EMERGENCY UPDATE: Devastating fire displaces tens of thousands at one of the world’s largest refugee camps 


A large fire swept through Rohingya refugee camps in Cox’s Bazar, Bangladesh on 22 March, destroying homes and learning centres, and displacing 45,000 people. More than half are children. 

Initial reports are that children are among the injured, and that there are also children who have been separated from their families. 
 
UNICEF is on the ground delivering first aid support, emergency supplies and clean drinking water, as well as evacuating families and assisting separated children.  


Cox’s Bazar hosts more than 866,000 Rohingya refugees – the majority are women and children. The fire, coupled with the ongoing threat of COVID-19, is yet another devastating blow for families and children.   

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“I went to visit my teacher. That’s when the fire started. By the time I came home, the fire was huge. Two of my family got lost, but we found them this morning.” 12-year-old Junaid is one of thousands of children we're helping recover from the shock and loss of the fire that tore through the camps. © UNICEF/UN0431934/Saeed


About Rohingya community


Close to 1 million Rohingya children and their families have fled from violence in Myanmar only to face a whole new crisis in Bangladesh.

The vulnerable status of these children is heightened by extreme weather conditions with the approaching cyclone and monsoon season and now the looming threat of disease, as coronavirus cases increase throughout the world. UNICEF is on the ground ensuring children and their families have access to safe water and sanitation, and important prevention & risk information to prepare for this public health emergency.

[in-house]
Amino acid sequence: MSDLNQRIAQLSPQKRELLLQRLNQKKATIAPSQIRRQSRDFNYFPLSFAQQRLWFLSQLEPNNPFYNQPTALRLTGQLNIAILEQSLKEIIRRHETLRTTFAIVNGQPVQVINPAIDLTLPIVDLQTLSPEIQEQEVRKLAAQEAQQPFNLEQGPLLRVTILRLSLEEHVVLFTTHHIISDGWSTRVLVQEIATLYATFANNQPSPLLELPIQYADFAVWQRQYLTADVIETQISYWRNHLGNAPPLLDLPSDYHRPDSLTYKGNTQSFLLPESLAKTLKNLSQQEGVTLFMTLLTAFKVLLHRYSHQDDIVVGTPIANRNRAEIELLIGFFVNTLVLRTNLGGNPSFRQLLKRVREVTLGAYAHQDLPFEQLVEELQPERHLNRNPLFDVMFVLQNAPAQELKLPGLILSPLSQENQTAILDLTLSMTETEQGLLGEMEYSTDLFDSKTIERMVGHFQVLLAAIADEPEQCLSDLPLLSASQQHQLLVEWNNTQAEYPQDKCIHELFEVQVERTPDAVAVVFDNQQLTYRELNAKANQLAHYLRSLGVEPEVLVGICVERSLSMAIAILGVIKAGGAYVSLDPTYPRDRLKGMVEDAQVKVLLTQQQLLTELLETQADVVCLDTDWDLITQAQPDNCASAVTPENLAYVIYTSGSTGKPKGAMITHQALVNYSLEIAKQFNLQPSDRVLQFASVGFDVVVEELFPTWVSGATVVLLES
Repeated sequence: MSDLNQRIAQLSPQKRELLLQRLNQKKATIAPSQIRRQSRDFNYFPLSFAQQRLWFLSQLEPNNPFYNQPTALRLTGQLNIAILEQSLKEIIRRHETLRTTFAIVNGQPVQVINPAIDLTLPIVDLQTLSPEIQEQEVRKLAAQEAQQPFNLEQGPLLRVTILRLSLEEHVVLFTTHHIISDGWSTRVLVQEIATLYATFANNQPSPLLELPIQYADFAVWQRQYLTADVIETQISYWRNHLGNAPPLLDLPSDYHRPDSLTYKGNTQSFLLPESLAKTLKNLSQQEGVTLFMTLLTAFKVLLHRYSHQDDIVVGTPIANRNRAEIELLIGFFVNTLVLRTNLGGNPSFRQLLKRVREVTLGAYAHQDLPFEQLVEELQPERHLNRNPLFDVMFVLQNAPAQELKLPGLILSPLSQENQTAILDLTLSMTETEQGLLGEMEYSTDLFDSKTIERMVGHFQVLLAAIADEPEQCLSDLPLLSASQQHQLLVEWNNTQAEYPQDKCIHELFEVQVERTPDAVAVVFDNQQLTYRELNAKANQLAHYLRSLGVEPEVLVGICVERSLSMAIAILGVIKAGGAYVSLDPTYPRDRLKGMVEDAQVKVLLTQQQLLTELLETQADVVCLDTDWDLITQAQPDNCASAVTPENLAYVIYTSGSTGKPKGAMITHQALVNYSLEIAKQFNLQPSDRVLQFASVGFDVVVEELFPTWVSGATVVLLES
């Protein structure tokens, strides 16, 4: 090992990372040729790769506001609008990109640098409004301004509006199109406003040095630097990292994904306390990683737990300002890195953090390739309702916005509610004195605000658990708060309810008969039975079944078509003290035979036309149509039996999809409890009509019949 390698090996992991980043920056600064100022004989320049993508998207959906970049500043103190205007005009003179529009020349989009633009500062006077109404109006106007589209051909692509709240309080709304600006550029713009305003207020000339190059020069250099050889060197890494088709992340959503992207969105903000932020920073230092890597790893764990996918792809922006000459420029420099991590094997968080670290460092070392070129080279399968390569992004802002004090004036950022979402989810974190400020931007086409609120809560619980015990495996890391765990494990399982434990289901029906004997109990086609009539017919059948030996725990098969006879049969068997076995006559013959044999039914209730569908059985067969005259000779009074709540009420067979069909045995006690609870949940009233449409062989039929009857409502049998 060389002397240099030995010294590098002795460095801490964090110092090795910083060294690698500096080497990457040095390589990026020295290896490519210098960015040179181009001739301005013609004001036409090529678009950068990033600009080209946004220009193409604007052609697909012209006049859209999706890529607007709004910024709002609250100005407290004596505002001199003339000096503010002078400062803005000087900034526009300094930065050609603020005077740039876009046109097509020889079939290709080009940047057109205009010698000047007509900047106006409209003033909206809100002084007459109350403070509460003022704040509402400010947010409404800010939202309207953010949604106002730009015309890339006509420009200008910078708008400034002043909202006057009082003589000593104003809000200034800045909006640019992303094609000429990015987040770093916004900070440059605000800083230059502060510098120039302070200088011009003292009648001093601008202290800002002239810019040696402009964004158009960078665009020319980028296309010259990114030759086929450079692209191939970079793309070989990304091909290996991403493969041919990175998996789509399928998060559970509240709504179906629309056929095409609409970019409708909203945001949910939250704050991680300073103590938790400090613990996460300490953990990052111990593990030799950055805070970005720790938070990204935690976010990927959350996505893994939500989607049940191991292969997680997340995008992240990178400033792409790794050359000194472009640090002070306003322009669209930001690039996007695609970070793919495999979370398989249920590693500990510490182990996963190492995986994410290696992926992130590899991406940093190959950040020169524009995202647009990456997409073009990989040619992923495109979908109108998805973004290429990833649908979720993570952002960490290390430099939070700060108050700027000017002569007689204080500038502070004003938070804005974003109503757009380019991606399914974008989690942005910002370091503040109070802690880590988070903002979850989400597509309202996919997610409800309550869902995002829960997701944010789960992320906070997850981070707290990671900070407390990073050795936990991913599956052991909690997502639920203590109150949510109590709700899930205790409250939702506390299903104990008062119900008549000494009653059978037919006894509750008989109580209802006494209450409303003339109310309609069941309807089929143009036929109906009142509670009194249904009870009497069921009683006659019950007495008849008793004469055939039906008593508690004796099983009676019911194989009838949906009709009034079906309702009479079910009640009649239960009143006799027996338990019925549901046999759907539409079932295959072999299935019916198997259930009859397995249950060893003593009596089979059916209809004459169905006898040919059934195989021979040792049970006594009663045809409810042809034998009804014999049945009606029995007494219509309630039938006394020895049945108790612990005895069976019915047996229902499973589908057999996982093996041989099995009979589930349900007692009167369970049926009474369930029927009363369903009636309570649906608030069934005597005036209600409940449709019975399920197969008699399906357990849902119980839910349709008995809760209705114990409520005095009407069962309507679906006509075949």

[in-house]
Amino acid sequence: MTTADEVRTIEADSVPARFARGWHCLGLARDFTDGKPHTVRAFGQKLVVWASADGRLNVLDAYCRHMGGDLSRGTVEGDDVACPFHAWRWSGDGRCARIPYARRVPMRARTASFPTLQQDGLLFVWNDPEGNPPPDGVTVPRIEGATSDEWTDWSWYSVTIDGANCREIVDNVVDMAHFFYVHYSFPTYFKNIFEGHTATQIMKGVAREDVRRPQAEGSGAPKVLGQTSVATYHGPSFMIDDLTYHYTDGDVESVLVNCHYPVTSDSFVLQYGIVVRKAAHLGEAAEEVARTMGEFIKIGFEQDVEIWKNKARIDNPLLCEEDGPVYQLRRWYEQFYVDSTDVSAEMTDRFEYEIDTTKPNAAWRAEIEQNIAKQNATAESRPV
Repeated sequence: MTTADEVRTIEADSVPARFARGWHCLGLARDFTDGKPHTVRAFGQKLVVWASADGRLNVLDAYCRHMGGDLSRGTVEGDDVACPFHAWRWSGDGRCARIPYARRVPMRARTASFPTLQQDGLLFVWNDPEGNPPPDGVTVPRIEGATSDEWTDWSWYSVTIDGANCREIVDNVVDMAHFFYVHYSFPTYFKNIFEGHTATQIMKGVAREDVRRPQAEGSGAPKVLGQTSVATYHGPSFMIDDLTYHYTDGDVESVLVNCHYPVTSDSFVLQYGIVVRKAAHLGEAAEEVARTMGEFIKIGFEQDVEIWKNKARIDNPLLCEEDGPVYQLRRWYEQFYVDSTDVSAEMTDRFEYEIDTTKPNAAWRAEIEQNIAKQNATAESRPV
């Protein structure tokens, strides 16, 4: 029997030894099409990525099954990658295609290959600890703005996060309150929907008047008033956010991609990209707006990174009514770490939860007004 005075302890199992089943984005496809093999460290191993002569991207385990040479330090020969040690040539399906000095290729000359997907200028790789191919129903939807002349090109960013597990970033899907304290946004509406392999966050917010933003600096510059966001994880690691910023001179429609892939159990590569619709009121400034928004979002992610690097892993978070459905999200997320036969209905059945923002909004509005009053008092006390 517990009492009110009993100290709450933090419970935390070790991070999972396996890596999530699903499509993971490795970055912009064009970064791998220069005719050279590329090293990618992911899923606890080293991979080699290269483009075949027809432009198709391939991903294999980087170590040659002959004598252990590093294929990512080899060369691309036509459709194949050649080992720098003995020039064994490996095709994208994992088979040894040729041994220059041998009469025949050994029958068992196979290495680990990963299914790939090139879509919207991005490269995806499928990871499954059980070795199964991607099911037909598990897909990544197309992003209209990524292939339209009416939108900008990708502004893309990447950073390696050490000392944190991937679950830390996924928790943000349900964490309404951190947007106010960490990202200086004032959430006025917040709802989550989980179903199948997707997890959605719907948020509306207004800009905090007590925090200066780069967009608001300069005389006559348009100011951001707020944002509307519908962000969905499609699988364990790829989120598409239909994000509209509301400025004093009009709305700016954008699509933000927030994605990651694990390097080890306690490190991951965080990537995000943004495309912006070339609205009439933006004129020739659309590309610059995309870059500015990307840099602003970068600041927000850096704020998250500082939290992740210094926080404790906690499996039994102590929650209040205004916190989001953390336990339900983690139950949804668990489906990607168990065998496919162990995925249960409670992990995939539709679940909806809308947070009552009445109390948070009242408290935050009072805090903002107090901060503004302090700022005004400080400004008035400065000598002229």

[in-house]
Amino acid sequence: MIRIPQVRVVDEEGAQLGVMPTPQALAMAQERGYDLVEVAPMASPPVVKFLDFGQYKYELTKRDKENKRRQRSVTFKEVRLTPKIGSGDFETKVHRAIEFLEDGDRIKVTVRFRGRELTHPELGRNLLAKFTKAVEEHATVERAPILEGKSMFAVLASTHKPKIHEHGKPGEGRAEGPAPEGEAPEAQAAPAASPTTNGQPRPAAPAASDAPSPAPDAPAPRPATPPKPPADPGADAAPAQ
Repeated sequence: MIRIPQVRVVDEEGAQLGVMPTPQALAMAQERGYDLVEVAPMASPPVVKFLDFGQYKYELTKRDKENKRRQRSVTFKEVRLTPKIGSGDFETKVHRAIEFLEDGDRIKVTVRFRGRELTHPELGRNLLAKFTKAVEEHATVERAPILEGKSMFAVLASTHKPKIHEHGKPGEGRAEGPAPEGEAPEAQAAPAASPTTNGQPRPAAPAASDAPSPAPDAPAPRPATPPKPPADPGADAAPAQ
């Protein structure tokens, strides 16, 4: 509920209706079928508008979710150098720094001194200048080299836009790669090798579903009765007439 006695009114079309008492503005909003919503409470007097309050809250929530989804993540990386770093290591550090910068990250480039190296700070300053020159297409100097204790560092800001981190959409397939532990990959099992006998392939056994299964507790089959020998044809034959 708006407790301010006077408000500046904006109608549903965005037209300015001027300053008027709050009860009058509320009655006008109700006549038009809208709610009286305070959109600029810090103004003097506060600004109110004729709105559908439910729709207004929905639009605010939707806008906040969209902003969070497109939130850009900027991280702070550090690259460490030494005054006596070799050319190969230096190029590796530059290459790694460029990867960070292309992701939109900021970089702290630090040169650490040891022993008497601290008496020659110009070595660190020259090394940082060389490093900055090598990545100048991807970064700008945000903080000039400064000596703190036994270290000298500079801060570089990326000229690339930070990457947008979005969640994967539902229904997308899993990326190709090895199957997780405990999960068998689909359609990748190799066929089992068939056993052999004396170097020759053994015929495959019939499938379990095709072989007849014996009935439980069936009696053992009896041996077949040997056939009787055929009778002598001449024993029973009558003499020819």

The Rohingya community are a stateless Muslim minority who have faced discrimination, exclusion and poverty in Myanmar for decades.

Mass killings and sexual violence have sparked a refugee crisis for hundreds of thousands of Rohingya children who have been forced to make the gruelling journey to Bangladesh. These children endured chronic conditons before they fled Myanmar, facing a dire existence in Bangladesh. They’re sick, hungry and struggling every day in the over crowded refugee camps.

Monsoons threaten to flood low-lying areas of the camps and wash raw sewage into family homes and water supplies. These are nightmare conditions for an outbreak of disease like coronavirus, which can spread through a crowded community with deadly speed.

Refugee children are facing the double emergency of displacement and a global pandemic. We won’t let them face it alone.
 
? UNICEF

How your emergency donation will be used to help Rohingya children:

 
  • Essential health information to help stop the spread of disease,
  • Access to emergency health care, medicine and immunisations,
  • Sachets of therapeutic food - a peanut paste specially formulated with the micronutrients children need to survive malnutrition.
 

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UNICEF is already reaching children

UNICEF’s humanitarian teams are making a huge impact for Rohingya children but the crisis in Bangladesh is growing every day. We are running dangerously low on emergency supplies and we urgently need your help.

In the unlikely event that UNICEF receives more funds than we need to respond to the Rohingya refugee crisis in Bangladesh, we will direct your gift to similar emergency response programs.

Please don’t wait. Give generously to help Rohingya children.
 
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This is how we use your donation

90 cents of every dollar donated to this emergency went directly to our emergency response work in the field.

10 cents per dollar from funds raised by the public went to investing in further growing fundraising in Australia.

The value of non-monetary donations and gifts as well as fundraising costs that are funded by UNICEF Geneva and not the public are excluded from this bar chart. The values above are from UNICEF’s 2019 Annual Report.